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Taurus Constellation
Constellation Taurus the Bull Star Map

Taurus, the Bull (Tau)


The Northern constellation of Taurus, the Bull, is best viewed in Winter during the month of January. It's brightest star is Aldebaran at magnitude 0.85. The boundary of the Taurus constellation contains 18 stars that host known exoplanets.

      1. Pronunciation:
      2. TOR-us
      1. Meaning:
      2. Bull
      1. Genitive:
      2. Tauri
      1. Abbreviation:
      2. Tau
      1. Constellation Family:
      2. Zodiacal
      1. Hemisphere:
      2. Northern
      1. Quadrant:
      2. NQ1
      1. Best viewing month*:
      2. January
      1. Right Ascension (avg):
      2. 4h 6m
      1. Declination (avg):
      2. 17° 20'
      1. Brightest star:
      2. Aldebaran   (0.85)
      1. Stars with planets:
      2. 18

    Brightest Stars in Taurus

    The 10 brightest stars in the constellation Taurus by magnitude.

        1. Star
        2. Magnitude
        3. Spectral class

      Double Stars in Taurus

      These are the brightest and easiest-to-find double, triple, and quadruple star systems in the constellation Taurus. Also see all star clusters.

          1. Star system
          2. Magnitudes
          3. Type
          1. Chi Tauri
          2. 5.4, 8.5
          3. double
          1. 118 Tauri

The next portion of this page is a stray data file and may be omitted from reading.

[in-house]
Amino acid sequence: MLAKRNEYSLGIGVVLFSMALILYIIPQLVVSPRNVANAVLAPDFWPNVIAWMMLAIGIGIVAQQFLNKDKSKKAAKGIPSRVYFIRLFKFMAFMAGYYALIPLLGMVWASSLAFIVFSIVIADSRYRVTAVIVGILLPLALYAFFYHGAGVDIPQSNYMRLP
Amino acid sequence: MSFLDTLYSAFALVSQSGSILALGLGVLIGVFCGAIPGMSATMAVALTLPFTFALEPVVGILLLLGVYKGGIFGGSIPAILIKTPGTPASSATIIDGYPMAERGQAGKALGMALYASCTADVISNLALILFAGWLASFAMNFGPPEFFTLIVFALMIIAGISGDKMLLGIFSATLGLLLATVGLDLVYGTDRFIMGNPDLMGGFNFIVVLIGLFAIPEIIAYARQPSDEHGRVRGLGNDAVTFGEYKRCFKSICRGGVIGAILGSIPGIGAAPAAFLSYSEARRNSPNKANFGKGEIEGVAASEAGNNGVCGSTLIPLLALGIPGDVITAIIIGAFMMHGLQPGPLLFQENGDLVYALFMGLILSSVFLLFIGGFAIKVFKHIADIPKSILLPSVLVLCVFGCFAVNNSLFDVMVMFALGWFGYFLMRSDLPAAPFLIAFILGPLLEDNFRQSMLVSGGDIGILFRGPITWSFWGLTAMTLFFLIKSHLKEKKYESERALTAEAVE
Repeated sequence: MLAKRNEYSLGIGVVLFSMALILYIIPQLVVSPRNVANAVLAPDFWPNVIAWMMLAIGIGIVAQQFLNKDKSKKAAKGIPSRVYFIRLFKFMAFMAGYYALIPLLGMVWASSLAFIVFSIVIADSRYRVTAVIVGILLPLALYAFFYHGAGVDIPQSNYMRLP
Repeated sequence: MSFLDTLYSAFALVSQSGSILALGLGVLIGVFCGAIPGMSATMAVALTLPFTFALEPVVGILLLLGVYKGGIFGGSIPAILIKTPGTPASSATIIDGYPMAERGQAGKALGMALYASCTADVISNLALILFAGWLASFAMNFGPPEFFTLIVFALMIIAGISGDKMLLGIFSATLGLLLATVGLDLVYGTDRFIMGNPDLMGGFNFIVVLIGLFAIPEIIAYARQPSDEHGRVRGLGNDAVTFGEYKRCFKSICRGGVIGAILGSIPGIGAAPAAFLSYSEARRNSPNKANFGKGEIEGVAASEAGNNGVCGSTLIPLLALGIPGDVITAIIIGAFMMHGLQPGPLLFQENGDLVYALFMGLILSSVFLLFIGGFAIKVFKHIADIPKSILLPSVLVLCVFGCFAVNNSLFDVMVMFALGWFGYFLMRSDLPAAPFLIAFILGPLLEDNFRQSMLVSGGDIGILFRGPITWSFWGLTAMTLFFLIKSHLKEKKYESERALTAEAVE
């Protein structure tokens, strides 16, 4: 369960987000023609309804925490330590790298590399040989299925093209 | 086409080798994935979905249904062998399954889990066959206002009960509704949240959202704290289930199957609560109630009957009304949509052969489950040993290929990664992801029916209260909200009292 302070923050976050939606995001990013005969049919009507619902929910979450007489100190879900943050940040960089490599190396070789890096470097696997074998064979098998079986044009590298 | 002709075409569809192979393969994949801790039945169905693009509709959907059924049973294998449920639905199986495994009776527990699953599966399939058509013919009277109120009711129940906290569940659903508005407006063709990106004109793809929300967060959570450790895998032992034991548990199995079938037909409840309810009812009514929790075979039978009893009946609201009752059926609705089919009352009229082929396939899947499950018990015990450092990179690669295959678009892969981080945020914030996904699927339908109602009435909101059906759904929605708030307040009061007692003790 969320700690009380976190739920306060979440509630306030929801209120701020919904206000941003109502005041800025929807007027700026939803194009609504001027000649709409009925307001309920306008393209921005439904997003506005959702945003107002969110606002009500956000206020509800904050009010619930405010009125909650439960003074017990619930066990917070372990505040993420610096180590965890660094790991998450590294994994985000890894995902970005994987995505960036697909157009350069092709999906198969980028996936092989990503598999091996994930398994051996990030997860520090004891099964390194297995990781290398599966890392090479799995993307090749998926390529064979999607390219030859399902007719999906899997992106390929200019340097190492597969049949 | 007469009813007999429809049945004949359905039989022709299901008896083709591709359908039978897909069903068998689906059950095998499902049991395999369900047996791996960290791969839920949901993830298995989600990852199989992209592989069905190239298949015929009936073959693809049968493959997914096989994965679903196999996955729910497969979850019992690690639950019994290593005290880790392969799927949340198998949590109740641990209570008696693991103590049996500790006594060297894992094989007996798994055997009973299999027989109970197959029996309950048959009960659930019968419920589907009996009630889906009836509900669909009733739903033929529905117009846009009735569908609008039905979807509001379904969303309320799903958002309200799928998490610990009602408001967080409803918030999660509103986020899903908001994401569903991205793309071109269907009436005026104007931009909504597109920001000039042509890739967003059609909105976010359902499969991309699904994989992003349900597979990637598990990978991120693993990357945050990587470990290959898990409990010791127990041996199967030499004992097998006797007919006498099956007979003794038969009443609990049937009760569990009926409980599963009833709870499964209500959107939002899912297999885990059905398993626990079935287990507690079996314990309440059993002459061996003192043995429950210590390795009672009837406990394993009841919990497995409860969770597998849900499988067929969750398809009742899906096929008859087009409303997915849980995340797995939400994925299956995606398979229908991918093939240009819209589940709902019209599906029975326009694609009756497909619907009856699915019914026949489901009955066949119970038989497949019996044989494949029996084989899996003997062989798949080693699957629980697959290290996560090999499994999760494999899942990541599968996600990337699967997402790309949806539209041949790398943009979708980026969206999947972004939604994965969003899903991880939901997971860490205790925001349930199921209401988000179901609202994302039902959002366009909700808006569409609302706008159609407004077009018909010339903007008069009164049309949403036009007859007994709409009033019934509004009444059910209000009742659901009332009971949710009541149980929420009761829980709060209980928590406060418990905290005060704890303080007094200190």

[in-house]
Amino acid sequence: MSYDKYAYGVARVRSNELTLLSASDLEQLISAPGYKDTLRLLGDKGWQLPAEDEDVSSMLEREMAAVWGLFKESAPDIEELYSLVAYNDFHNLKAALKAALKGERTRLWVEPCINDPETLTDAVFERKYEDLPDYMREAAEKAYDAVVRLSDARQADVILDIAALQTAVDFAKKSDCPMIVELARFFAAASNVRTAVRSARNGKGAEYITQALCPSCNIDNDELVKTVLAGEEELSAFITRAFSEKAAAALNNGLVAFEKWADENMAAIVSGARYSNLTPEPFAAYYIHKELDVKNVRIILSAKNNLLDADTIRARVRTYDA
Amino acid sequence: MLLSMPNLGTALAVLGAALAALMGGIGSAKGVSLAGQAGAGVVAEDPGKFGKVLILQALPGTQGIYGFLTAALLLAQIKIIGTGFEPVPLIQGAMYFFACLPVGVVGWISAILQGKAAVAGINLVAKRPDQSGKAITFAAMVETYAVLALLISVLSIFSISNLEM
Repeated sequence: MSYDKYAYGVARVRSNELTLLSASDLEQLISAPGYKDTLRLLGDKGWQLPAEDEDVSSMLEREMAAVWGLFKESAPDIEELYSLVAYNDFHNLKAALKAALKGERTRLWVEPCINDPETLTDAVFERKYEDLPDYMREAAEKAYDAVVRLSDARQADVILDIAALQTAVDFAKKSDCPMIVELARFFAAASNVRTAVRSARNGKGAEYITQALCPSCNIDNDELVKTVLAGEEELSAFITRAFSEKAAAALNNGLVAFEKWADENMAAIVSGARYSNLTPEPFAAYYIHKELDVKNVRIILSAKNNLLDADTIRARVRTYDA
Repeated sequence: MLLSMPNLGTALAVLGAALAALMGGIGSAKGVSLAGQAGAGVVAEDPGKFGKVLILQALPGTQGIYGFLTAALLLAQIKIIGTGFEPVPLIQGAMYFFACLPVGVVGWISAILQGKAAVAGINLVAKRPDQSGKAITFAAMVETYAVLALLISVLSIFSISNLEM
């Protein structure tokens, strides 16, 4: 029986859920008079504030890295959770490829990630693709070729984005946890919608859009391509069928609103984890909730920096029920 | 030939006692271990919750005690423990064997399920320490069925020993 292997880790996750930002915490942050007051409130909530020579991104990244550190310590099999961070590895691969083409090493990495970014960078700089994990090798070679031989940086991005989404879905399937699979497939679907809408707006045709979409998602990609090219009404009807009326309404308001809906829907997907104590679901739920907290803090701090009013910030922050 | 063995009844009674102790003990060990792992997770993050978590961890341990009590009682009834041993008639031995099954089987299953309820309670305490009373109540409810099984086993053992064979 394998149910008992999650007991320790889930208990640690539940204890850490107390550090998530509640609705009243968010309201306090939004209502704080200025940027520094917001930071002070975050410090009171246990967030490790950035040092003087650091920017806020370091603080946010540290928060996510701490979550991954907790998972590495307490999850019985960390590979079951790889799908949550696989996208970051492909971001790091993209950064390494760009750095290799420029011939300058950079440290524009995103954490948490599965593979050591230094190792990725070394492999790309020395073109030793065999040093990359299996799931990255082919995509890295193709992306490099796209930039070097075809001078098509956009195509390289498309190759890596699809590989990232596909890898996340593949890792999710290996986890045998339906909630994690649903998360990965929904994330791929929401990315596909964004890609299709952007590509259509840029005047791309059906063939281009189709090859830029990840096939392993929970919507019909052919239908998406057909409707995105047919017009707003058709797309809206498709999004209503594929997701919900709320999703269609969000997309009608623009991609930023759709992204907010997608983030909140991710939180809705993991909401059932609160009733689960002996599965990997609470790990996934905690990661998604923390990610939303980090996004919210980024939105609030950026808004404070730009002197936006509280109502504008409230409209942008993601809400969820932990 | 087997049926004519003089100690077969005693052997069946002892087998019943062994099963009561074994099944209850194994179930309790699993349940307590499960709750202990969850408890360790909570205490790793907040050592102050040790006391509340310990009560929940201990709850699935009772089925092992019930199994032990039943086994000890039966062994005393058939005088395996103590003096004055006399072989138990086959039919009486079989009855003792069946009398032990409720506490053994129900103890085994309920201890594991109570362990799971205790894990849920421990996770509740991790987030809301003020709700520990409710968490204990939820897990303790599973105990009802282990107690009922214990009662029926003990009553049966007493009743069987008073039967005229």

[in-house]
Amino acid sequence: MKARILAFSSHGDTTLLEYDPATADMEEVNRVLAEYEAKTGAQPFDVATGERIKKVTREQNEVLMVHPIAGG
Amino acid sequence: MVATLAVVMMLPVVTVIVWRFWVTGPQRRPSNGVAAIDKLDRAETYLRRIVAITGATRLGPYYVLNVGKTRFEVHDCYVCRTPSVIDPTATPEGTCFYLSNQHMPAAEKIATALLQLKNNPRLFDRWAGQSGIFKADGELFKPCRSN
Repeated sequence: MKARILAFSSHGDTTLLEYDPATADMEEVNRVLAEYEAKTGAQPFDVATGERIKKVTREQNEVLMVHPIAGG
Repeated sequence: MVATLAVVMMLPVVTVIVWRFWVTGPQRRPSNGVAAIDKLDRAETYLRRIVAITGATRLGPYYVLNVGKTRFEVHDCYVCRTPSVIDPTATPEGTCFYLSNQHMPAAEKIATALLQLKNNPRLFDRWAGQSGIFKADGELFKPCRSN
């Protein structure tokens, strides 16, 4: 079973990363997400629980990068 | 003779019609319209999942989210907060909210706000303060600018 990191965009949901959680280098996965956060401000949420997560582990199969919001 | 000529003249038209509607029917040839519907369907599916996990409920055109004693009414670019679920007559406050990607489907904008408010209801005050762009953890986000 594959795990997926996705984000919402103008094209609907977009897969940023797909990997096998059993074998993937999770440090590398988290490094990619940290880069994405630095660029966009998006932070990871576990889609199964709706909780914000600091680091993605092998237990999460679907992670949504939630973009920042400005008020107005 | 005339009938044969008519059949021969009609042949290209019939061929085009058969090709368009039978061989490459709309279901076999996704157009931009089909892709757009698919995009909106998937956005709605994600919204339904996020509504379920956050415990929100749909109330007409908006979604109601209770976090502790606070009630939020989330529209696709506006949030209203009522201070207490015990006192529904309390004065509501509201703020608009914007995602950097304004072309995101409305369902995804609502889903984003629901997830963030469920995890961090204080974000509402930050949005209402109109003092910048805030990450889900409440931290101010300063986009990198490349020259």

2. 5.8, 6.7
          3. double

        Star Clusters in Taurus

        The most notable and easy-to-find star clusters in the constellation Taurus . Also see all star clusters.

            1. Star cluster
            2. Catalog #
            3. Cluster type

          Nebulae in Taurus

          Notable and easy-to-find nebulae in the constellation Taurus . Also see all nebulae.

              1. Nebula name
              2. Catalog #
              3. Nebula type

            Neutron Stars in Taurus

            These are the most well-known neutron stars in the constellation Taurus. Although neutron stars cannot be seen in any amateur telescope, they are at the center of many supernova remnant nebulae, which can be seen. Also see all neutron stars.

                1. Neutron star
                2. Type

              * Constellation shown for northen hemisphere skies. For the southern hemisphere, constellations appear rotated 180 degrees (upside-down and left-right reversed) from what is shown. Remember that seasons are reversed too - summer in northern latitudes is winter in southern latitudes.

              ** Circumpolar constellations are visible year-round in the hemisphere listed (and not at all in the opposite hemisphere).